There are four graphs; a histogram, a box plot, an average value per time-of-day, and an average value per day-of-week.
A histogram is a graphical display of frequencies, shown as bars. It shows what proportion of cases fall into each of several categories. In this case, it shows how many values have fallen into each of ten ranges, starting with 1-9, then 10-19, 20-29, and so forth.
John Tukey described the Box Plot in 1977 as an efficient method for displaying a data summary. It visually summarizes the median, the upper and lower quartiles, and the minimum and maximum data values. The filled box itself contains the middle 50% of the data. The right edge (hinge) of the box indicates the 75th percentile of the data set, and the lower hinge indicates the 25th percentile. The range of the middle two quartiles is known as the inter-quartile range. The line inside the box indicates the median value of the data. If the median line within the box is not equidistant from the hinges, then the data is skewed. The ends of the horizontal lines or "whiskers" indicate the minimum and maximum data values, unless outliers are present in which case the whiskers extend to a maximum of 1.5 times the inter-quartile range. The points outside the ends of the whiskers are outliers or suspected outliers.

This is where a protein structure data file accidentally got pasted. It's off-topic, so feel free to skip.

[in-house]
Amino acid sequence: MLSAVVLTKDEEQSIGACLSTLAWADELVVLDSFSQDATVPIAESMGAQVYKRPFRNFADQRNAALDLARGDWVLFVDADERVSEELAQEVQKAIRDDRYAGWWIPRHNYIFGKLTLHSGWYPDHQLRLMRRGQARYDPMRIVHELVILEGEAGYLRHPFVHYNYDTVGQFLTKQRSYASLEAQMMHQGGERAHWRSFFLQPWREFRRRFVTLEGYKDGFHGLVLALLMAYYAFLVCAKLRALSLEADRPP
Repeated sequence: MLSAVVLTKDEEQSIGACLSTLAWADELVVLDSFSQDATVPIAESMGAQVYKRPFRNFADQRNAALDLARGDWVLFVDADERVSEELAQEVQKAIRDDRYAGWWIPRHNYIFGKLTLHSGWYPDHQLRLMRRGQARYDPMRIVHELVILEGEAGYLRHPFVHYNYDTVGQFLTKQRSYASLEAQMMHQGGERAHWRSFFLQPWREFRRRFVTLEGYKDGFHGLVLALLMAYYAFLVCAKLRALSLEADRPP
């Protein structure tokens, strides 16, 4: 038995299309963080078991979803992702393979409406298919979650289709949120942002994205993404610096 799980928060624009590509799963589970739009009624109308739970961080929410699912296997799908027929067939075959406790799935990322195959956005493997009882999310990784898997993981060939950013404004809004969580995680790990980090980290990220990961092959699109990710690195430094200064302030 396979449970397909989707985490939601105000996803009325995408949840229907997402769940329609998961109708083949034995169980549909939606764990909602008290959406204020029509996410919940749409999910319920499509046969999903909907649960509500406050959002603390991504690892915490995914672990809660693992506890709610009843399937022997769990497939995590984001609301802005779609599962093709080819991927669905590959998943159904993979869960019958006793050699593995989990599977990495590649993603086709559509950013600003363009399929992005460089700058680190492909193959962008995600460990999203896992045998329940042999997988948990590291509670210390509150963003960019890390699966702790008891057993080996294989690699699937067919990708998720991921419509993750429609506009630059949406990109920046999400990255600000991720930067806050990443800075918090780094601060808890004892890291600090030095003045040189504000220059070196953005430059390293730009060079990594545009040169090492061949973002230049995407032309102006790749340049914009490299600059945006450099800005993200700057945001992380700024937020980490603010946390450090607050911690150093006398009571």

Values per Time-of-Day
This is a custom chart allowing you to view the average value for each of the 24 hours in a day. This might be useful for a variable that changes a lot during a typical day. For example, if you are tracking hunger, you might expect the hours before lunch and dinner to have the highest average value. Or, stress might be generally higher during working hours.
Values per Day-Of-Week
This is a custom chart allowing you to view the average value for each of the 7 days in a week. This can be useful for detecting factors that are dependent on the day; for example, your stress levels just might be lower on weekends. The first day of the week for this chart is Sunday.
Copyright 2009 by Mike Berro. All rights reserved.